For many years, I used an old-school X-rite 400 Reflection Densitometer to take readings of step-tablet prints, analog and digital, to calibrate negatives for Platinum/Palladium prints and other alternative photographic printing processes. Two or three years ago the densitometer suddenly stopped working. I had a DataColor Spyder3Studio SR kit that I had gotten to calibrate my monitor and printers for digital printing, but until that time I had never thought of it as a substitute for the densitometer.
The Epson Stylus Pro 3880 (and the 3800 before it) has been one of the best and most popular printers for making high quality digital negatives for contact printing using various alternative photographic printing processes. However, it has one potential drawback which is that the star-wheels on the eject path of the paper transport mechanism can leave a trail of pin-prick dots on the printed surface of the negative, or any glossy surface. One way of avoiding this is to use the Manual Front Feed mechanism which does not engage the star-wheels. The problem with this is that the Front Feed is designed for very thick materials like poster board, and doesn’t always handle thinner materials well. I have 2 3880s; on one of them the Front Feed works perfectly with the Pictorico Ultra Premium OHP transparency film that I use for digital negatives, but in the other it doesn’t.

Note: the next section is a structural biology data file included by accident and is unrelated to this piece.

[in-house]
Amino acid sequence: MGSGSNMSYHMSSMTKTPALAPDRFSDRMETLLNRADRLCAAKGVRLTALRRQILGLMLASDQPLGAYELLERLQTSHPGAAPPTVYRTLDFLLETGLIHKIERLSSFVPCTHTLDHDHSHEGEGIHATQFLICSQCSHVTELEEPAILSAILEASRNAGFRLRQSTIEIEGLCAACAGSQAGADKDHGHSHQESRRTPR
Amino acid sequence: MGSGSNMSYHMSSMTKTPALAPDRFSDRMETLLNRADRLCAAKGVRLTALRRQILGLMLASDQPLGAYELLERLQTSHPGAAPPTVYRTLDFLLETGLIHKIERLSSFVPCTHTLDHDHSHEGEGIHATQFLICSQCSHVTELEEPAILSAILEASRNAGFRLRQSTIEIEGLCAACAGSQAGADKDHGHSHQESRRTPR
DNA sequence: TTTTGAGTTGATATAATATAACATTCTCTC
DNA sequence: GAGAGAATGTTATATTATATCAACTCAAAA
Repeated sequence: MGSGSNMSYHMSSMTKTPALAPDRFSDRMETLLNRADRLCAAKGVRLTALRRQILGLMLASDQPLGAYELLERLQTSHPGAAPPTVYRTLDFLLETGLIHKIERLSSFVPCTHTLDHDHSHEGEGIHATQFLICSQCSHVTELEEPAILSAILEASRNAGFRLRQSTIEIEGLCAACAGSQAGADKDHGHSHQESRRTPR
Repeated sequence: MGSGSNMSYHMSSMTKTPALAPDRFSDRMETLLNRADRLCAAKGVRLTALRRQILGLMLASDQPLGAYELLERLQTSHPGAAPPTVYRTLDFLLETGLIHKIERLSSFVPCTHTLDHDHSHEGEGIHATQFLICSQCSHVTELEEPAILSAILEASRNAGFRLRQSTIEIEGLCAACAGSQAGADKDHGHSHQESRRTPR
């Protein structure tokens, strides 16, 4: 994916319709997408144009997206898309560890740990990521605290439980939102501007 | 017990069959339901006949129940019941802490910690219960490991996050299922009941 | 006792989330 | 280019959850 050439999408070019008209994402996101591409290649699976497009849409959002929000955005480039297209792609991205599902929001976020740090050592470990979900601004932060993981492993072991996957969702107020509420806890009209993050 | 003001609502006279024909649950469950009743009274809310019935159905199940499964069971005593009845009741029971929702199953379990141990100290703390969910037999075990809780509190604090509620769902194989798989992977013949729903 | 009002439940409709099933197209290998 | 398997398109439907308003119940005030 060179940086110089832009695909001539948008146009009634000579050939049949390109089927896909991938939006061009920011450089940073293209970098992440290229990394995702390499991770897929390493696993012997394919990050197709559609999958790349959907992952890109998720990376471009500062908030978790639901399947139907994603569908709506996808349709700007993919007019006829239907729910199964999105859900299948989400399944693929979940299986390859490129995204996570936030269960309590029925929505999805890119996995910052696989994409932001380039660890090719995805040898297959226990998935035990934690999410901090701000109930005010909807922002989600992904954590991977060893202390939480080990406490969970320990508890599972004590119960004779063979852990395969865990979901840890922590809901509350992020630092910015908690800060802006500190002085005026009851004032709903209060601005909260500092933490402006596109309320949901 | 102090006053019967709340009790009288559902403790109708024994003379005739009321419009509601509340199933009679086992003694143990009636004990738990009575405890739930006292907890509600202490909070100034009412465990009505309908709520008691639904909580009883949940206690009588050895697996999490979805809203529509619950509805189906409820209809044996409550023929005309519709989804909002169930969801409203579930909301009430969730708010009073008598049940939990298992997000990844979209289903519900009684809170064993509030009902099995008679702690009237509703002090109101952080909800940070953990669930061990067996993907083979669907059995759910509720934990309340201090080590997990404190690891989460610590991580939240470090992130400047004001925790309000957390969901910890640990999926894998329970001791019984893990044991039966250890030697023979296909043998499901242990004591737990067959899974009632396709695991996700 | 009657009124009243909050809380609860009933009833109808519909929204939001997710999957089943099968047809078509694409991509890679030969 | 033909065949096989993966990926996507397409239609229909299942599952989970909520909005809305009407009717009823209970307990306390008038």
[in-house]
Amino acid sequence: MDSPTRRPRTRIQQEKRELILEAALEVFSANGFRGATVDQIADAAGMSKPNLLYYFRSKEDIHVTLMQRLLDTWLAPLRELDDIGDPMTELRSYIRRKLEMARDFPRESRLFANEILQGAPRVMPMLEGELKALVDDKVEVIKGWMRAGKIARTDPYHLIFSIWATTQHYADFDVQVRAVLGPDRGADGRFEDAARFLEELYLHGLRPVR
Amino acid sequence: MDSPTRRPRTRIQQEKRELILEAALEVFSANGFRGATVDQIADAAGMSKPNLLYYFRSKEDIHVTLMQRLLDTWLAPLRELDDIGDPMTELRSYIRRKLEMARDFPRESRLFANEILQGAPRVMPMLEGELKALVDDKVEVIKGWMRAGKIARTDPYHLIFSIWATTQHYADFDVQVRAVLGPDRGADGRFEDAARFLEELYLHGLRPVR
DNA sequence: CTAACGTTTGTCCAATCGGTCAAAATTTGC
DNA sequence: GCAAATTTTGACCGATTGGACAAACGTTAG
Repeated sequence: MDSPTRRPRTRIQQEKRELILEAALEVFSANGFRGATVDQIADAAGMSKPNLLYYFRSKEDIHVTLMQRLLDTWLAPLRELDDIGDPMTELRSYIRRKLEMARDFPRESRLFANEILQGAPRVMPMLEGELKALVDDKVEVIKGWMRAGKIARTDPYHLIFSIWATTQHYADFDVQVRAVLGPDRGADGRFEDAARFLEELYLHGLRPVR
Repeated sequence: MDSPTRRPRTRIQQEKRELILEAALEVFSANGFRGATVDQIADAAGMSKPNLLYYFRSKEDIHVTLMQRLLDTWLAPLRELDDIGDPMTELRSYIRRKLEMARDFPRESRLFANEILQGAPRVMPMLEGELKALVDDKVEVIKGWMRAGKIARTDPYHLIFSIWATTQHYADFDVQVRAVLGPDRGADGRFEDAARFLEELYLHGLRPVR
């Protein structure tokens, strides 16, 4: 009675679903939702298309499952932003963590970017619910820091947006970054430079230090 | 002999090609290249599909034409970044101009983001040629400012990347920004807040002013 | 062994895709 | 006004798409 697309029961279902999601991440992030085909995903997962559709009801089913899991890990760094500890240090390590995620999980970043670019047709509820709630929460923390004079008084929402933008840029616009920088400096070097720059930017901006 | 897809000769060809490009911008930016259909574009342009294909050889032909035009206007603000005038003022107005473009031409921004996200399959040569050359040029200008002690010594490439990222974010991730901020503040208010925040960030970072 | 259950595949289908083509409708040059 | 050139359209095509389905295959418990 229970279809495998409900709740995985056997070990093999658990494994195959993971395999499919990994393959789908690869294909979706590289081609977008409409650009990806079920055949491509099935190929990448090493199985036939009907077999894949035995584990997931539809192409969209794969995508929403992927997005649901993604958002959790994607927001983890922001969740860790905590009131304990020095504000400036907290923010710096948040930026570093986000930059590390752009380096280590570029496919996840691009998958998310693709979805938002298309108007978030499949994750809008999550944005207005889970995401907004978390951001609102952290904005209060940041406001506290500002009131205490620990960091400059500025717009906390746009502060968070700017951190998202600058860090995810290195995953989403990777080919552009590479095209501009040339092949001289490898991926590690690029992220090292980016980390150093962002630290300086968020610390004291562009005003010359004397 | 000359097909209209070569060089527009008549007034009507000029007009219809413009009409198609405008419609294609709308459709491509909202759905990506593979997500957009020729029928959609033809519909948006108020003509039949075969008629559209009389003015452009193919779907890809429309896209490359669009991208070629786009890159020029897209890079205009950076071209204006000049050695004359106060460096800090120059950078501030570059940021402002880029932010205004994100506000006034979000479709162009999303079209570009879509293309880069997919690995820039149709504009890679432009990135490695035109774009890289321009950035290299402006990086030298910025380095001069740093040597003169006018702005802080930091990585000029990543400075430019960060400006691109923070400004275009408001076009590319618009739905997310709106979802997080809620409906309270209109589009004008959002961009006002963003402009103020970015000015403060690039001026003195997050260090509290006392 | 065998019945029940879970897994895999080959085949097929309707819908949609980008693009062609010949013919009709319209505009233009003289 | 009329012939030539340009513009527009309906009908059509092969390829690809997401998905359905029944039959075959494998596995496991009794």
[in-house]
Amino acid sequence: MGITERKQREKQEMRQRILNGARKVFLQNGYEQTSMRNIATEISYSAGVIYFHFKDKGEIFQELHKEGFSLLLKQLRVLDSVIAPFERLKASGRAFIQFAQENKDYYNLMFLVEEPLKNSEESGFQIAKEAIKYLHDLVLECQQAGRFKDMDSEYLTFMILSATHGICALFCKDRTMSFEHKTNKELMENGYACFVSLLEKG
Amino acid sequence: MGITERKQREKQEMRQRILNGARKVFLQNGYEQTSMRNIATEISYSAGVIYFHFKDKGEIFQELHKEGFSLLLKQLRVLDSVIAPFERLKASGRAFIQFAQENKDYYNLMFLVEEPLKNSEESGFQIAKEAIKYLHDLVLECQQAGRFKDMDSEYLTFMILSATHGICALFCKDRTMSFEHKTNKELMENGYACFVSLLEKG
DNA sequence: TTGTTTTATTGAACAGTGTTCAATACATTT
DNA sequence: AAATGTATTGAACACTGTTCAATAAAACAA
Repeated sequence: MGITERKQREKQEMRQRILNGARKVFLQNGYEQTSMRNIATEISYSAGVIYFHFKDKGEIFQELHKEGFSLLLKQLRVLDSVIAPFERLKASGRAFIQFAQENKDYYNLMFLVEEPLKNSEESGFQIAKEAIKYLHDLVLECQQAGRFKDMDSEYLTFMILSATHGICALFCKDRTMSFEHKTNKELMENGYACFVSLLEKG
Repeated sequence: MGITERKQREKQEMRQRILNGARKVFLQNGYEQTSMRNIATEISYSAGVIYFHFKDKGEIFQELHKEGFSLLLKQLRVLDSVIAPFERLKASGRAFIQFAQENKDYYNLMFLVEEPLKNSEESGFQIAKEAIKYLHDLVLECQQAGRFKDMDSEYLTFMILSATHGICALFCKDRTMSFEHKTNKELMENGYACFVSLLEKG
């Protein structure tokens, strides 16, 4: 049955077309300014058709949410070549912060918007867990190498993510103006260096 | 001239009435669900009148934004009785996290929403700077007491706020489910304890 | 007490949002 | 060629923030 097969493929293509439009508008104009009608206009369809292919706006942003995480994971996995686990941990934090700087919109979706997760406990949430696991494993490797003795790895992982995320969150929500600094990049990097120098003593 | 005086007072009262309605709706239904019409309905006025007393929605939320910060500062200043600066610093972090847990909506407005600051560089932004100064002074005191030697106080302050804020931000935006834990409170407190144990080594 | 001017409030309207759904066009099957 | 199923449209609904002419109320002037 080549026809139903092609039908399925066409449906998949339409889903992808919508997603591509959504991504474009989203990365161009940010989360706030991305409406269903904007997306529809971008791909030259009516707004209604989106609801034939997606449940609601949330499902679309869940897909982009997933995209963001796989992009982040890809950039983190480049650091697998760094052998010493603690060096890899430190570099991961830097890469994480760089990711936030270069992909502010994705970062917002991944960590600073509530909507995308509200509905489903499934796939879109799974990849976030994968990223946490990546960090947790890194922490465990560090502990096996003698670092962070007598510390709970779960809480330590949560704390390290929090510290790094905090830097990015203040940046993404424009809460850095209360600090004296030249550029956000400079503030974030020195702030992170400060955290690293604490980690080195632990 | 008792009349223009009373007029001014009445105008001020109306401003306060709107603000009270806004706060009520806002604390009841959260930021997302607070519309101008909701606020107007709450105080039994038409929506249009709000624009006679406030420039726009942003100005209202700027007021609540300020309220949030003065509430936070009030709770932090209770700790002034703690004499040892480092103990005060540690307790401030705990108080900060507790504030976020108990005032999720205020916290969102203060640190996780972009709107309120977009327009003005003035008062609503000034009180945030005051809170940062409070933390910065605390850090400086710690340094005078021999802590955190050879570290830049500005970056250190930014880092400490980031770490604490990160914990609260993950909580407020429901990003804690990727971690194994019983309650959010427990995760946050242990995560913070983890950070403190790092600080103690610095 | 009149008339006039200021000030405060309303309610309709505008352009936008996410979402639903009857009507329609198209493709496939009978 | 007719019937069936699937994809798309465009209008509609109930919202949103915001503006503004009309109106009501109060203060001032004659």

Below are some preliminary notes on the various washi (Japanese paper) that I have tested recently. I’ll be adding more details as I have time.
First, I would like to thank Carol Boss from Hahnemuhle, for generously sending me a few sheets of this soon-to-be-released new paper to test.
For the last ten years or so, Arches Platine has been my standard paper for platinum/palladium prints. I also use Bergger COT320 as a slightly warmer (paper base color) alternative. Read more
There’s been some interesting discussion about salt printing lately, both on the Facebook Alternative Photographic Process group and on the venerable old alt-photo-process email list. I am by no means an expert on the subject, but I did have the pleasure in the late 90s of assisting Michael Gray of the Fox Talbot Museum at a workshop he gave at the Center for Creative Photography (UA Tucson) where I was employed at the time. The discussion on FB primarily concerned toning, while the email group discussion was about sizing (or not) of paper. I made some contributions to the discussions that I have recapped here for easy reference in the future. Read more
At the still point of the turning world …
at the still point, there the dance is.
from Four Quartets: Burnt Norton